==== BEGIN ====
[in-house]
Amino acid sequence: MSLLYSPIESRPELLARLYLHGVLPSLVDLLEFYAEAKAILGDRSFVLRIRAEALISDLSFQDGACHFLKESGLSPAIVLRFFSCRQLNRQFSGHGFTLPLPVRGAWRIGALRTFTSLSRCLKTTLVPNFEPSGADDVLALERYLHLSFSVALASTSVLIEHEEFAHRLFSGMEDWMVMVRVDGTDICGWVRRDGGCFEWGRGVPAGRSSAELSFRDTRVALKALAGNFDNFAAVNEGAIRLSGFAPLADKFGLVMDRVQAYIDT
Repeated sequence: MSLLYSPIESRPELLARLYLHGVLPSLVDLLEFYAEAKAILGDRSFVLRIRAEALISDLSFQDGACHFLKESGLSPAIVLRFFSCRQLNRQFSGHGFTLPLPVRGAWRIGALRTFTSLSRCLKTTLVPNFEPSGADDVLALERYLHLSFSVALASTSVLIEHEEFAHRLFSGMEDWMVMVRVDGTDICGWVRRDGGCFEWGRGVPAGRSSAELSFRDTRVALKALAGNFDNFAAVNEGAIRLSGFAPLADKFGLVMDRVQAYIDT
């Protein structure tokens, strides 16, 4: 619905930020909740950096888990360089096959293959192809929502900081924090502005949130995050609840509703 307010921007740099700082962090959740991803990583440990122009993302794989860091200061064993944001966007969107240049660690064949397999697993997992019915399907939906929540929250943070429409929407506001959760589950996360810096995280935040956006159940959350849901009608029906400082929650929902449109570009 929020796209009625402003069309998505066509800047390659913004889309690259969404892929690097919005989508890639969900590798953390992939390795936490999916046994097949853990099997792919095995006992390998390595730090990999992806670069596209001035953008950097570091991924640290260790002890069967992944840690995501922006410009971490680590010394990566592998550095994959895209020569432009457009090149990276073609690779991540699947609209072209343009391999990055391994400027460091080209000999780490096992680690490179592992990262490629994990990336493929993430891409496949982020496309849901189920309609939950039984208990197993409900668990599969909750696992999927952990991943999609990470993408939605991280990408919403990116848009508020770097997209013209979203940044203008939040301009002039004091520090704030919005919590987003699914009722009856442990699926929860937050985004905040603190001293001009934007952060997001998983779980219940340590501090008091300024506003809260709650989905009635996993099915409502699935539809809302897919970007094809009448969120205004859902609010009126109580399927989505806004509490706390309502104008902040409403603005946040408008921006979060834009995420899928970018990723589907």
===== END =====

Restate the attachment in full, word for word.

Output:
[in-house]
Amino acid sequence: MSLLYSPIESRPELLARLYLHGVLPSLVDLLEFYAEAKAILGDRSFVLRIRAEALISDLSFQDGACHFLKESGLSPAIVLRFFSCRQLNRQFSGHGFTLPLPVRGAWRIGALRTFTSLSRCLKTTLVPNFEPSGADDVLALERYLHLSFSVALASTSVLIEHEEFAHRLFSGMEDWMVMVRVDGTDICGWVRRDGGCFEWGRGVPAGRSSAELSFRDTRVALKALAGNFDNFAAVNEGAIRLSGFAPLADKFGLVMDRVQAYIDT
Repeated sequence: MSLLYSPIESRPELLARLYLHGVLPSLVDLLEFYAEAKAILGDRSFVLRIRAEALISDLSFQDGACHFLKESGLSPAIVLRFFSCRQLNRQFSGHGFTLPLPVRGAWRIGALRTFTSLSRCLKTTLVPNFEPSGADDVLALERYLHLSFSVALASTSVLIEHEEFAHRLFSGMEDWMVMVRVDGTDICGWVRRDGGCFEWGRGVPAGRSSAELSFRDTRVALKALAGNFDNFAAVNEGAIRLSGFAPLADKFGLVMDRVQAYIDT
């Protein structure tokens, strides 16, 4: 619905930020909740950096888990360089096959293959192809929502900081924090502005949130995050609840509703 307010921007740099700082962090959740991803990583440990122009993302794989860091200061064993944001966007969107240049660690064949397999697993997992019915399907939906929540929250943070429409929407506001959760589950996360810096995280935040956006159940959350849901009608029906400082929650929902449109570009 929020796209009625402003069309998505066509800047390659913004889309690259969404892929690097919005989508890639969900590798953390992939390795936490999916046994097949853990099997792919095995006992390998390595730090990999992806670069596209001035953008950097570091991924640290260790002890069967992944840690995501922006410009971490680590010394990566592998550095994959895209020569432009457009090149990276073609690779991540699947609209072209343009391999990055391994400027460091080209000999780490096992680690490179592992990262490629994990990336493929993430891409496949982020496309849901189920309609939950039984208990197993409900668990599969909750696992999927952990991943999609990470993408939605991280990408919403990116848009508020770097997209013209979203940044203008939040301009002039004091520090704030919005919590987003699914009722009856442990699926929860937050985004905040603190001293001009934007952060997001998983779980219940340590501090008091300024506003809260709650989905009635996993099915409502699935539809809302897919970007094809009448969120205004859902609010009126109580399927989505806004509490706390309502104008902040409403603005946040408008921006979060834009995420899928970018990723589907």